We are witnesses, as the billboard states, and this stage we have witnessed it all. The vanity of LeBron James. The self-centeredness. The shots passed up early in his career, the subsequent misses and the makes. The Decision. The titles and the losses. The Return.
And now, dare we say, the evolution and the growth.
James and the Cleveland Cavaliers defeated the Boston Celtics by an 89-77 score in Boston last night, a game in which James finished with a forgettable (for him) stat line of 24 point, seven rebounds, six turnovers, three assists, two steals, one block and a partridge in a pear tree. Four days after the gritty Celtics pushed Stephen Curry and the Golden State Warriors to double overtime, James and the Cavs completely smothered and suffocated a Boston team that Cleveland unceremoniously swept in the first round of the playoffs last spring.
Bottom line: the game was completely and utterly uninteresting were it not for what James did smack dab in the middle of it.
At halftime, as part of their nightly “Hero Among Us” ceremony, the Celtics paid tribute to Aaron Miller, a 16-year-old who recently excelled in the Special Olympics. Based on all accounts, Miller was born with brain damage so severe that doctors said he would never walk or talk, odds that Miller has so greatly overcome that he now belongs to both his high school golf and basketball teams.
James saw this. And so he approached Miller, shook his hand and gave him a warm pat on the head, then returned to the floor.
Here’s what James told Steve Bulpett of the Boston Herald afterward:
“I wasn’t able to hear the whole story because I was actually in the game and coach was drawing up a play. But I looked up at the Jumbotron and I saw what he’s been through and where he is now, and I think the doctors said he would never walk again or talk again — or , something like that. I looked up there and I just, I mean, this game is so much more than basketball. And also seeing he had my shoes on. I designed those shoes for kids with conditions where they’re not able to tie their own shoestrings. It’s just one strap, and they’re able to get them on with one hand or whatever the case may be. Then when I saw his story it was just like, I don’t know — I felt like I was part of him, so I was just showing my respect and gave him my shoes. It was well-received.”
Look, maybe you’re a cynic. Maybe you’re not. Maybe you think LeBron James’ actions last night were contrived. Maybe you don’t.
But here’s the thing. I DON’T CARE. Neither should you. James will get his five minutes of accolades from this story, right up until his next late-game miss or inevitable act of self-absorption. And we’ll criticize him for it. When the final horn sounds, James’ gesture will mean a hell of a lot more to Miller than it will for James.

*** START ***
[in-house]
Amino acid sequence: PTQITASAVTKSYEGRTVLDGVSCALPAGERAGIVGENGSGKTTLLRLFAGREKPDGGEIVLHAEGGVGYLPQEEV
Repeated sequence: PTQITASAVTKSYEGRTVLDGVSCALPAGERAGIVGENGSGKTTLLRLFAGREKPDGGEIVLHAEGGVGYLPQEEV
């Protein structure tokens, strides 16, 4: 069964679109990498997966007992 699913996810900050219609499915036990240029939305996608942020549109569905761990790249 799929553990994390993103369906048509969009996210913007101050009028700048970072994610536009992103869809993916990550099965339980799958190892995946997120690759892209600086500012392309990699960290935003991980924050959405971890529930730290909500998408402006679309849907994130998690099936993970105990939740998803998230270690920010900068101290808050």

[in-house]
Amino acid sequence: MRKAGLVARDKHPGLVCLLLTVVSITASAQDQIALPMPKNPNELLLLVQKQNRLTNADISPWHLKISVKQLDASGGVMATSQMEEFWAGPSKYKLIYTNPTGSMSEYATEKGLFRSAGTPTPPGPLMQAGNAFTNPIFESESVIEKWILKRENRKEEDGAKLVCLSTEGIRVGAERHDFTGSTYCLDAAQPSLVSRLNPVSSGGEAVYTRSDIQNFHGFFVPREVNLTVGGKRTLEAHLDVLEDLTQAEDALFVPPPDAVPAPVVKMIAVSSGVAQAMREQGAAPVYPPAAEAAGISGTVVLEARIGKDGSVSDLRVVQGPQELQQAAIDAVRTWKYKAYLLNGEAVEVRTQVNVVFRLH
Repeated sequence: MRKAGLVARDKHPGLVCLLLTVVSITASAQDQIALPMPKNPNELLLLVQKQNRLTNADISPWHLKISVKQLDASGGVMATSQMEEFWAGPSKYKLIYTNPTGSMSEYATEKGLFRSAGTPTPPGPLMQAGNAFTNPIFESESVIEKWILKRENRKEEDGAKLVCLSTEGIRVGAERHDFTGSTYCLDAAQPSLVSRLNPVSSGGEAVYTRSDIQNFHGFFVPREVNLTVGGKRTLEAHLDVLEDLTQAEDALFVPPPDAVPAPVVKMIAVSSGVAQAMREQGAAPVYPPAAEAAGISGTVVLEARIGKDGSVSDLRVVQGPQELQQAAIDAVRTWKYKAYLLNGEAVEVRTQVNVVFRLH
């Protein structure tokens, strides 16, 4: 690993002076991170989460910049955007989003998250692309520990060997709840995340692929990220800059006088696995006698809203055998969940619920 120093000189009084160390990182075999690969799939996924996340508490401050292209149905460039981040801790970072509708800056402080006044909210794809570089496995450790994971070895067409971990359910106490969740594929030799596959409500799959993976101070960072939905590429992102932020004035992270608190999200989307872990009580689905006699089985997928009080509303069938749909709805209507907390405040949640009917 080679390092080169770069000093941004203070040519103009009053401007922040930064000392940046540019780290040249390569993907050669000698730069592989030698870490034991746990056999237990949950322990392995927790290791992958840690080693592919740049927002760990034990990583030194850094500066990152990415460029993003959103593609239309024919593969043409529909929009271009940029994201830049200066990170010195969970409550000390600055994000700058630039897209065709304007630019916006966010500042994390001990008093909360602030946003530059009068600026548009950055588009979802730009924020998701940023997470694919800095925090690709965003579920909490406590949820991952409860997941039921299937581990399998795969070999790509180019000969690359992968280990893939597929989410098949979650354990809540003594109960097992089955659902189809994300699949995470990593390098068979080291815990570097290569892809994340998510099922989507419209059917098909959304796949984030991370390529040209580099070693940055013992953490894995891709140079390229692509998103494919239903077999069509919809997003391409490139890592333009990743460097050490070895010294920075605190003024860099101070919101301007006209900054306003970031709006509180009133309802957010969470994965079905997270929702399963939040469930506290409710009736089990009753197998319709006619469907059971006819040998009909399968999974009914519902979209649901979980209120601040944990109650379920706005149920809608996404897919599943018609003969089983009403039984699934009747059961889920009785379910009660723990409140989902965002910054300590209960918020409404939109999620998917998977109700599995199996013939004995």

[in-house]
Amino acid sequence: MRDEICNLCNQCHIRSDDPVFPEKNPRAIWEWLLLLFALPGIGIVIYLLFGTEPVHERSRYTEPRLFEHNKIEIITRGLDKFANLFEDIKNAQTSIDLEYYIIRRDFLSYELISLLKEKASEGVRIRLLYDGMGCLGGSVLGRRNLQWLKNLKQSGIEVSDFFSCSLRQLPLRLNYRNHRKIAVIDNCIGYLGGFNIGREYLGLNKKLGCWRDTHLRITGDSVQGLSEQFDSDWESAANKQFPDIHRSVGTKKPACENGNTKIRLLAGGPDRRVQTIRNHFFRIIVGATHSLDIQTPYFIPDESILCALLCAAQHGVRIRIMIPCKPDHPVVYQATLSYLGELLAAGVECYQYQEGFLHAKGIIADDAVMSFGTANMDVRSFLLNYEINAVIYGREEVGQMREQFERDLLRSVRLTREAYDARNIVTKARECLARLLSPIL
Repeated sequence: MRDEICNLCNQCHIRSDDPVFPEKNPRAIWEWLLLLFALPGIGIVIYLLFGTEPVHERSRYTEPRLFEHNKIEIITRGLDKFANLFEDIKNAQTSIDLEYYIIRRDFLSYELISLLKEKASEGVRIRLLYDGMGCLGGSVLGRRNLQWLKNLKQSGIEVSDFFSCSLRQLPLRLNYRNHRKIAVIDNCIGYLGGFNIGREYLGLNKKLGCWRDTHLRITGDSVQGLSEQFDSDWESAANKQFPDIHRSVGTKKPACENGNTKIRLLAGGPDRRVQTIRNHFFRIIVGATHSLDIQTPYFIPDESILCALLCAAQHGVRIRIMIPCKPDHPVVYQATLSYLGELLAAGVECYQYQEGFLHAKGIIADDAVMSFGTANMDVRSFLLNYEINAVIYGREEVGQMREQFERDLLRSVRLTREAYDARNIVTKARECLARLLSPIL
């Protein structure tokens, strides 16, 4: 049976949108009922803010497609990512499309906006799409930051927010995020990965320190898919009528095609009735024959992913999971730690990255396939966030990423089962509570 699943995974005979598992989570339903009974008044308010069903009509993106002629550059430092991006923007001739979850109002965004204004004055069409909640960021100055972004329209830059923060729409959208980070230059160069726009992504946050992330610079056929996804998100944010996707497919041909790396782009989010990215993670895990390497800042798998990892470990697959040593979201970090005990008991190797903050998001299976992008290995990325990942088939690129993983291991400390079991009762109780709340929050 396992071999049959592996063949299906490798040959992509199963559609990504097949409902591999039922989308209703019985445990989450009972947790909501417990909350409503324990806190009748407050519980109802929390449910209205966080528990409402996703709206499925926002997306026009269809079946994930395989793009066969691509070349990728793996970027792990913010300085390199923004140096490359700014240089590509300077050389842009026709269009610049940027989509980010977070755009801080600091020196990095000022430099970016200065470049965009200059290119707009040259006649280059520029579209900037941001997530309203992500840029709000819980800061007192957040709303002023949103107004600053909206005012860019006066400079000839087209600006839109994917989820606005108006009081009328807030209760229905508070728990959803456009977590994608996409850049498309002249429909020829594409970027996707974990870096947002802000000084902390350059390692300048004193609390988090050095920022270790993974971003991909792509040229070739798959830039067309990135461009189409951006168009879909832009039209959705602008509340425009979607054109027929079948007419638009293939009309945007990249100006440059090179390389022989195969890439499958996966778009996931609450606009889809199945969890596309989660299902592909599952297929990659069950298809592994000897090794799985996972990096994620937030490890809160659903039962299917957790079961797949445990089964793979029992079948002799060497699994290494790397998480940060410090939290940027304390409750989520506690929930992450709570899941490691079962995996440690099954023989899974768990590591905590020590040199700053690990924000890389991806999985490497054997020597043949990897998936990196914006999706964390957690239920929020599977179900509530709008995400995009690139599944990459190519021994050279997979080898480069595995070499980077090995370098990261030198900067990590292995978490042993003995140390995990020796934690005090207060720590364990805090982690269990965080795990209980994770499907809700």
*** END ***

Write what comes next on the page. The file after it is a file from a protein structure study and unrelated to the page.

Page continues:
It’s called giving.
Remember Charles Barkley and his unwillingness to serve as a role model? Rightly or wrongly, James doesn’t subscribe to the theory. Maybe he’s just trying to sell us all more shorts, shirts, sneakers. Or maybe he knows what it’s like to not have a father.
In the end, if it’s a little of both, and that’s okay, too.
Look, I’ve never been a huge fan of James as competitor. There’s always been something missing there. James doesn’t have the killer instinct that Kobe Bryant or Michael Jordan had, and that is at least part of the reason he has lost four of his six career trips to the Finals. But as any parent will tell you, you are who you are. James conceding the final shot to Donyell Marshall in 2007 doesn’t make him the winner that Kobe and Michael were, but it probably makes him an infinitely better guy.
Such is the paradoxical nature of professional sports, particularly in the NBA.
For kids, life can be confusing. The messages are almost always mixed. We teach them to share and be respectful of others and yet, once the game starts, we tell them that winning is important, too. Be aggressive, but not too aggressive. Don’t pick a fight, but defend yourself. Sometimes, it’s okay to be selfish.
As an adult, let alone as a kid, it can be enough to make your head spin.
Like everyone else, James has had trouble negotiating it all. At certain times, he has been too selfish. At others, he hasn’t been selfish enough. When you get right down to it, King James is the only athlete in American history — other than, say, Tiger Woods — whose every action in his entire life has been chronicled as if he were the star of The Truman Show. And LeBron gets it right much of the time.
As a winner in the NBA, sure, James has fallen short to date. But as a person, he looks pretty darned good from courtside.
Just ask 16-year-old Aaron Miller.
Tony Massarotti is an avid Boston sports fan and has covered sports in Boston for more than 15 years for both the Boston Herald and Boston Globe. He now serves as a co-host on afternoon drive on 98.5 The Sports Hub in Boston. He was a two-time Massachusetts Sportswriter of the Year as voted by his peers and has written four books, including “Big Papi,” the New York Times-bestselling memoirs of David Ortiz. You can follow Tony @tonymassarotti.